Spain-based MicroLay has developed a new 3D printer specifically for the dental market.
The new machine, the DentalFab, is a resin-based unit that has some impressive specifications.
- Build volume of 107 x 60 x 160mm (small, but appropriate for dental applications)
- Integrated WiFi for far simpler installation and operation
- XY resolution of 0.055mm using a 1920 x 1080 DLP projector
- Z resolution of 0.010mm, very fine
- Integrated camera for remote print monitoring
- 7 inch color touchscreen
- Compatible with many third party photopolymer resins
But perhaps the most interesting feature is the integrated post processing UV chamber. The SLA process typically requires a post-print session under an ultraviolet lamp to completely cure the solidifying resin. Normally this is done with a separate machine – sometimes requiring a surprise additional cost.
But the DentalFab includes a UV light within the build chamber. Apparently you don’t have to remove the print and simply start post-processing within the existing chamber.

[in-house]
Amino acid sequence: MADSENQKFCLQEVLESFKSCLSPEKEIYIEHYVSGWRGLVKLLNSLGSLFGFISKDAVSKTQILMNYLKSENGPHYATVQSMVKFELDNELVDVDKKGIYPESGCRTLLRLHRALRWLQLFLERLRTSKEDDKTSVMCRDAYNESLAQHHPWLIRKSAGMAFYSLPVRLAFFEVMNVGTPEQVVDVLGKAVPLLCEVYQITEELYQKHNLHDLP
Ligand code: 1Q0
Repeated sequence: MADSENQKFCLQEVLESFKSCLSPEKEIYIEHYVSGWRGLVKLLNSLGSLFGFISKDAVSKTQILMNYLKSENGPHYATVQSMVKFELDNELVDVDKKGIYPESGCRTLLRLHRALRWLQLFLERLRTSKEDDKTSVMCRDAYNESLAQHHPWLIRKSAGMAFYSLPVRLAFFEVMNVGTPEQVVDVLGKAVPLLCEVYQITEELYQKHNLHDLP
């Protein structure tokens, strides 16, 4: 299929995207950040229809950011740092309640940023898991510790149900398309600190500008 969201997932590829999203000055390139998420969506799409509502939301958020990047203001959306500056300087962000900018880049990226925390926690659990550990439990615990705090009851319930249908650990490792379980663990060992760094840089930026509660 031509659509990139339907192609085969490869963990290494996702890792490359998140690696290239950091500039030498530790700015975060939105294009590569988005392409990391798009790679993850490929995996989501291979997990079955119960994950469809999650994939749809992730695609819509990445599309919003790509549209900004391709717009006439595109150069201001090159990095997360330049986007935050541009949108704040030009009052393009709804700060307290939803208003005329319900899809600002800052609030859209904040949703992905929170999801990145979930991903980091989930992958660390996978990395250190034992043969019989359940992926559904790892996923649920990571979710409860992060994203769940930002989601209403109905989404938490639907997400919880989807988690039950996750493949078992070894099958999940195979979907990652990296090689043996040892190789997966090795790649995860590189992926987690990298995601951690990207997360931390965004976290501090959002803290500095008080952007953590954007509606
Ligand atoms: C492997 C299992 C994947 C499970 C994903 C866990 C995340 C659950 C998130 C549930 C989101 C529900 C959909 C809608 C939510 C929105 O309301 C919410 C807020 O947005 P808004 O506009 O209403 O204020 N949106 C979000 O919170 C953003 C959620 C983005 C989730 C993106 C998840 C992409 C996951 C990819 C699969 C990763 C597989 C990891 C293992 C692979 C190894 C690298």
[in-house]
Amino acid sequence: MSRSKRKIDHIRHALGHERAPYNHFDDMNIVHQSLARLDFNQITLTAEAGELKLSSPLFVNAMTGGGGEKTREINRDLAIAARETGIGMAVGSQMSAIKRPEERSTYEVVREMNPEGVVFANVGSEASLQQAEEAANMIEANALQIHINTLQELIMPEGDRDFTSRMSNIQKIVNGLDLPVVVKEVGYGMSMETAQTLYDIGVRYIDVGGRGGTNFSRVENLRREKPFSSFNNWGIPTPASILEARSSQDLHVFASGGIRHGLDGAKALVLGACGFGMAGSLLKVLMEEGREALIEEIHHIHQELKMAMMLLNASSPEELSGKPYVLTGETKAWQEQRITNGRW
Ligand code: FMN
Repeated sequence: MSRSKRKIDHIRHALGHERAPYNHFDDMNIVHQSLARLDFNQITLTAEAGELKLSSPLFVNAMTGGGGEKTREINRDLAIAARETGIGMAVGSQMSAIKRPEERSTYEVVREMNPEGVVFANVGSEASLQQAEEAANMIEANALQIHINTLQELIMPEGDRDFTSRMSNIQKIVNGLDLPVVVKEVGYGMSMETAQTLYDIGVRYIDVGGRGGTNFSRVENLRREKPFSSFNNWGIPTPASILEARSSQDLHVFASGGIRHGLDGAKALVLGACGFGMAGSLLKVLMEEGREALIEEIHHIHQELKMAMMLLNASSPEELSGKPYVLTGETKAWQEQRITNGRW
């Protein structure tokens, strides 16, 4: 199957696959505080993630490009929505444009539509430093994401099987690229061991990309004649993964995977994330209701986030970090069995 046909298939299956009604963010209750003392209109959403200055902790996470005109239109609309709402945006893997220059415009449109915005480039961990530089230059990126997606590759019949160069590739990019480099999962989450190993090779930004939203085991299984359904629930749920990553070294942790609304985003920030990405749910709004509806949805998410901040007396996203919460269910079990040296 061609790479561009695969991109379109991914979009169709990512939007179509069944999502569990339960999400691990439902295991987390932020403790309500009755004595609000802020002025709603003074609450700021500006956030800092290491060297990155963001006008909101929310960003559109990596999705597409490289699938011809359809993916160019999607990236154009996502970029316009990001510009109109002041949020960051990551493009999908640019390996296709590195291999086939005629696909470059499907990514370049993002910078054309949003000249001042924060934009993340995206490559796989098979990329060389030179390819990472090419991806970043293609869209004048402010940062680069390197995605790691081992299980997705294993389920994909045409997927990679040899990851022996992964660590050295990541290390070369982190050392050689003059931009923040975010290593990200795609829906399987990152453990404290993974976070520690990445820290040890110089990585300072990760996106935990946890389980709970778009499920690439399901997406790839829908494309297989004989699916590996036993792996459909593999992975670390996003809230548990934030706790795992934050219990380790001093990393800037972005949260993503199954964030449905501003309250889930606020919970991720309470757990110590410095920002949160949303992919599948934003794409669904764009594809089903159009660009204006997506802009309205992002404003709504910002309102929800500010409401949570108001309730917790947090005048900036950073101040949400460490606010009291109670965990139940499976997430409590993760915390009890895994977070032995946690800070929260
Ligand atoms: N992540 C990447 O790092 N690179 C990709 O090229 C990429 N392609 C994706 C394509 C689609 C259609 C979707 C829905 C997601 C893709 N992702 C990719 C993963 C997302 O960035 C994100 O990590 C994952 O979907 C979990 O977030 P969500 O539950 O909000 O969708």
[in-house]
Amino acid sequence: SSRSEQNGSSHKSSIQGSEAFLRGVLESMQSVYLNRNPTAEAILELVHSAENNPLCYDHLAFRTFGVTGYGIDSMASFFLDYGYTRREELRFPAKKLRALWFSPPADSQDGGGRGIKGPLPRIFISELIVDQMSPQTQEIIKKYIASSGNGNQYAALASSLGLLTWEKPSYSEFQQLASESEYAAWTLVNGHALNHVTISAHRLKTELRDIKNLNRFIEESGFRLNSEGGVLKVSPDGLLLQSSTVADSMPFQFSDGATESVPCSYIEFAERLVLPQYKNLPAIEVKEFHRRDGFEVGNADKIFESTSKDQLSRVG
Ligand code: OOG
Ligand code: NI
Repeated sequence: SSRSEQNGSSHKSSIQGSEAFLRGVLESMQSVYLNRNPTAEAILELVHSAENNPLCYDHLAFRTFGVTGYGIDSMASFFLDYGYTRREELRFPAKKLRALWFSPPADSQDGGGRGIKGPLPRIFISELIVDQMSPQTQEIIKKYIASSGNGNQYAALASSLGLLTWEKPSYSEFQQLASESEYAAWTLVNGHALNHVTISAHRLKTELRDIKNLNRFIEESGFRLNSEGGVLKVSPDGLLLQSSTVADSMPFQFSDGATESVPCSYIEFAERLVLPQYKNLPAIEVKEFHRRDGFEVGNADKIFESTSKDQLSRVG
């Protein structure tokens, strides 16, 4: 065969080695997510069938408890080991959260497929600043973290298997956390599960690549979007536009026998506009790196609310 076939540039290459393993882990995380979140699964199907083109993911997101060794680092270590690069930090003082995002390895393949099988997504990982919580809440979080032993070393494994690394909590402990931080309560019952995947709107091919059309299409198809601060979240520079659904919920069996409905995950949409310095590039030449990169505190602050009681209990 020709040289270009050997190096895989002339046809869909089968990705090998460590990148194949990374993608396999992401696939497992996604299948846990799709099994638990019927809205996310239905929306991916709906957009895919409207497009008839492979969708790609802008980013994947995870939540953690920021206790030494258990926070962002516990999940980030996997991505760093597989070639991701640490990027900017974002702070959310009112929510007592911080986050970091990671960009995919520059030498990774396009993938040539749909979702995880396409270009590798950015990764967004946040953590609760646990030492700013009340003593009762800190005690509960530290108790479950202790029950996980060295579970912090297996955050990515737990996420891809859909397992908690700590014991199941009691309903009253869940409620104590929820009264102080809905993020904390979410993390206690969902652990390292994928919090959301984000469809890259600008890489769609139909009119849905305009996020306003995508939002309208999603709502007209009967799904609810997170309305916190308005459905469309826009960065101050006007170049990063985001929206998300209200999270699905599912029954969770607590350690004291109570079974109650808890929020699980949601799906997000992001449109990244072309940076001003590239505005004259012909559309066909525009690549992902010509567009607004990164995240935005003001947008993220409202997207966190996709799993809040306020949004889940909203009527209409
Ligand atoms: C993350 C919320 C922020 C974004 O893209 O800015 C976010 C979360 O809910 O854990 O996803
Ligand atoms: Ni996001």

While this seems to be a simpler process for the operator, I must assume that the DentalFab has some way to protect the liquid resin in the build chamber during post processing – or else it will completely solidify under the UV exposure!
Another interesting feature of the DentalFab I should mention is the ability to print rapidly. Like several other advanced resin 3D printers, MicroLay has developed a quick-release process for their resin vat, enabling far more rapid than typical resin-based 3D printers. It’s not a unique result, but it is an advantage over some of their competitors. They explain their “Dual membrane FlexVat technology”:
The bucket of the Microlay DentalFab® is a small masterpiece of technology. Its Rig-Flex® dual membrane with FEP and PMMA allows acceleration of the printing process and easy detachment of individual layers. It also ensures a plane base and repeatability of the initial layers, which are critical.
I admire this company’s strong focus on a single application area: dentistry. Unlike some other 3D printer companies that have been shifting their focus to a target area, it appears that MicroLay has spent some time analyzing the dental market and come up with a solution that should fit well in this area.
Pricing of the machine is rumored to be around USD$10,000, which is more than prosumer price levels, but far less than many competitive dental units.